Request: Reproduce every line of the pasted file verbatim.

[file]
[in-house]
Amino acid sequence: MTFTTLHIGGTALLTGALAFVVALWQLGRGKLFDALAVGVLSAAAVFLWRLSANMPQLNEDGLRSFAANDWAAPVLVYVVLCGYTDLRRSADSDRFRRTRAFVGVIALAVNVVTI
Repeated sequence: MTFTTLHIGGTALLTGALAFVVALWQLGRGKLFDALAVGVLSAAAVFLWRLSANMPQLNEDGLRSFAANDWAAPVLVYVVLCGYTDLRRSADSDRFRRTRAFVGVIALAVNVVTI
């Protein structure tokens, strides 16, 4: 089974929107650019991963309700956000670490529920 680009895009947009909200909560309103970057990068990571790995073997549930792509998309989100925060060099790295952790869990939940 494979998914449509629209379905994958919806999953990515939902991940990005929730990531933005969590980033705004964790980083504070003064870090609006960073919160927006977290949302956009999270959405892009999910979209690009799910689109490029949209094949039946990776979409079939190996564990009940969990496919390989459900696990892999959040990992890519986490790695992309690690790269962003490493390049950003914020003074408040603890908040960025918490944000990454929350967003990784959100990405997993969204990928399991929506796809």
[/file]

[in-house]
Amino acid sequence: MTFTTLHIGGTALLTGALAFVVALWQLGRGKLFDALAVGVLSAAAVFLWRLSANMPQLNEDGLRSFAANDWAAPVLVYVVLCGYTDLRRSADSDRFRRTRAFVGVIALAVNVVTI
Repeated sequence: MTFTTLHIGGTALLTGALAFVVALWQLGRGKLFDALAVGVLSAAAVFLWRLSANMPQLNEDGLRSFAANDWAAPVLVYVVLCGYTDLRRSADSDRFRRTRAFVGVIALAVNVVTI
């Protein structure tokens, strides 16, 4: 089974929107650019991963309700956000670490529920 680009895009947009909200909560309103970057990068990571790995073997549930792509998309989100925060060099790295952790869990939940 494979998914449509629209379905994958919806999953990515939902991940990005929730990531933005969590980033705004964790980083504070003064870090609006960073919160927006977290949302956009999270959405892009999910979209690009799910689109490029949209094949039946990776979409079939190996564990009940969990496919390989459900696990892999959040990992890519986490790695992309690690790269962003490493390049950003914020003074408040603890908040960025918490944000990454929350967003990784959100990405997993969204990928399991929506796809």